• Avoid drinks that contain caffeine, as they have a diuretic effect and will cause you to urinate more often. It is important that you collect your urine a few hours after holding your urine, which would be impossible to do if you drink coffee or other caffeinated beverages. In general, when taking an ovulation test, it is recommended that you do not drink a lot of liquids; this is to avoid the dilution of urine and consequently, decrease the detection of LH in your urine.

Common Mistakes to Avoid When Using an Ovulation Test

If you’re waiting for a positive ovulation test to have intercourse, think again. Ovulation predictor tests were designed to warn you that you’re going to ovulate soon.

The downside with these tests is that don’t tell you when exactly you’re going to ovulate. Will it happen in one hour? Eight hours? Twelve hours or longer?

A positive ovulation test only tells you that you’re currently in your LH surge. There’s no way for you to tell when your surge began. Thus, you can even get a positive result after ovulation if your LH surge is on the longer side. Conversely, you might have a hard time catching your surge on an ovulation test if it is on the short side.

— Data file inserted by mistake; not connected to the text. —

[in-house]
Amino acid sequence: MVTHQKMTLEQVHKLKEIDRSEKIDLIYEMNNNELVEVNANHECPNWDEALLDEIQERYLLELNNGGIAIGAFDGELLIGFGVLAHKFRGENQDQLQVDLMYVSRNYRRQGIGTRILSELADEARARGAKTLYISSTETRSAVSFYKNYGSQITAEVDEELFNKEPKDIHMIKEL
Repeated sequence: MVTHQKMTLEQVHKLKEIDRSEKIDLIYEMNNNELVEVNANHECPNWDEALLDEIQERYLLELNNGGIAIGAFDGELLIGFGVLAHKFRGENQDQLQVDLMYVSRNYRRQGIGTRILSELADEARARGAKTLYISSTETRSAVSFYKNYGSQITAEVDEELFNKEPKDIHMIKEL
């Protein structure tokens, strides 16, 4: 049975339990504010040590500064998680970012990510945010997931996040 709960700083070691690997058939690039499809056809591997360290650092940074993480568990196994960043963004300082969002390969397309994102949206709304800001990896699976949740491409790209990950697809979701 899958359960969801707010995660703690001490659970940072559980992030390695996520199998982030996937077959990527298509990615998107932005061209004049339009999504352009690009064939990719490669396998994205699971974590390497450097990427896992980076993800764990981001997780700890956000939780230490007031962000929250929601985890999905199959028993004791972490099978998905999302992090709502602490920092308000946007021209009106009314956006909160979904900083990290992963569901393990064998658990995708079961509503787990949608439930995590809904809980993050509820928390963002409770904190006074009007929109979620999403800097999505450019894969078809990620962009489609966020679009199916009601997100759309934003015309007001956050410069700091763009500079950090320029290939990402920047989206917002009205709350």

The bottom line is that you do not need to wait for a positive LH test to ‘baby dance’ because, by the time you get a positive result, you may have already missed some of your most fertile days. It is preferable to start having intercourse when the test line starts getting as dark as the control line. Also, watch out for other fertility signs such as fertile cervical mucus.

Another mistake to avoid is having sex the day after you ovulate. To maximize your chances of conceiving, you should have sex during the two to three days leading up to, and including, ovulation. If you have sex during any of these days, your chances of conceiving range between 20 and 30 percent

I Don’t Like Using Ovulation Test Strips, What Are the Alternatives?

You can opt for other alternative methods such as using a basal thermometer or monitoring ovulation (calendar method).